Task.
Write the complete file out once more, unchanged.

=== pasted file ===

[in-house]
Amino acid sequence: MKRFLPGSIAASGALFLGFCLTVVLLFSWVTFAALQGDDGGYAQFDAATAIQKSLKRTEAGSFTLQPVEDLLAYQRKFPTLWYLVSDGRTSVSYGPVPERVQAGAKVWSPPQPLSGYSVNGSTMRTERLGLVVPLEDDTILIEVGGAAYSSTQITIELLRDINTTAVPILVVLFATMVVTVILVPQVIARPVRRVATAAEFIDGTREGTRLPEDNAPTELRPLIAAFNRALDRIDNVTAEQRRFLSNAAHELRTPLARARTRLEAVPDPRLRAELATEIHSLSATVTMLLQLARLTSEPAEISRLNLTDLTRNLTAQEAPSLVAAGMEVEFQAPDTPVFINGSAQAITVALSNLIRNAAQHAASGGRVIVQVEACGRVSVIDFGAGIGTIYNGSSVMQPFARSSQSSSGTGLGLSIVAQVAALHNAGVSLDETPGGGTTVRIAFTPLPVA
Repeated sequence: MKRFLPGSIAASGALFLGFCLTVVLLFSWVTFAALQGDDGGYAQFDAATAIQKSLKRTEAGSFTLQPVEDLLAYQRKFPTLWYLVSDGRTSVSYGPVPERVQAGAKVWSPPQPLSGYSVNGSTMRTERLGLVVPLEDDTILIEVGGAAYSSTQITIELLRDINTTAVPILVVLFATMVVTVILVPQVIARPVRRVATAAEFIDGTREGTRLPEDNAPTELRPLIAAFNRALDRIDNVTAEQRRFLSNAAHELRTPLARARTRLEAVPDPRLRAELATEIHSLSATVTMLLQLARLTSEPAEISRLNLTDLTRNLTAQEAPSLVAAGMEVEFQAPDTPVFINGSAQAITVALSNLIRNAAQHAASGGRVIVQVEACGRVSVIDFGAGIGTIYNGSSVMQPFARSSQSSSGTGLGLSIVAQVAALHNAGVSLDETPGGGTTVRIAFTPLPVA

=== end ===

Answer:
[in-house]
Amino acid sequence: MKRFLPGSIAASGALFLGFCLTVVLLFSWVTFAALQGDDGGYAQFDAATAIQKSLKRTEAGSFTLQPVEDLLAYQRKFPTLWYLVSDGRTSVSYGPVPERVQAGAKVWSPPQPLSGYSVNGSTMRTERLGLVVPLEDDTILIEVGGAAYSSTQITIELLRDINTTAVPILVVLFATMVVTVILVPQVIARPVRRVATAAEFIDGTREGTRLPEDNAPTELRPLIAAFNRALDRIDNVTAEQRRFLSNAAHELRTPLARARTRLEAVPDPRLRAELATEIHSLSATVTMLLQLARLTSEPAEISRLNLTDLTRNLTAQEAPSLVAAGMEVEFQAPDTPVFINGSAQAITVALSNLIRNAAQHAASGGRVIVQVEACGRVSVIDFGAGIGTIYNGSSVMQPFARSSQSSSGTGLGLSIVAQVAALHNAGVSLDETPGGGTTVRIAFTPLPVA
Repeated sequence: MKRFLPGSIAASGALFLGFCLTVVLLFSWVTFAALQGDDGGYAQFDAATAIQKSLKRTEAGSFTLQPVEDLLAYQRKFPTLWYLVSDGRTSVSYGPVPERVQAGAKVWSPPQPLSGYSVNGSTMRTERLGLVVPLEDDTILIEVGGAAYSSTQITIELLRDINTTAVPILVVLFATMVVTVILVPQVIARPVRRVATAAEFIDGTREGTRLPEDNAPTELRPLIAAFNRALDRIDNVTAEQRRFLSNAAHELRTPLARARTRLEAVPDPRLRAELATEIHSLSATVTMLLQLARLTSEPAEISRLNLTDLTRNLTAQEAPSLVAAGMEVEFQAPDTPVFINGSAQAITVALSNLIRNAAQHAASGGRVIVQVEACGRVSVIDFGAGIGTIYNGSSVMQPFARSSQSSSGTGLGLSIVAQVAALHNAGVSLDETPGGGTTVRIAFTPLPVA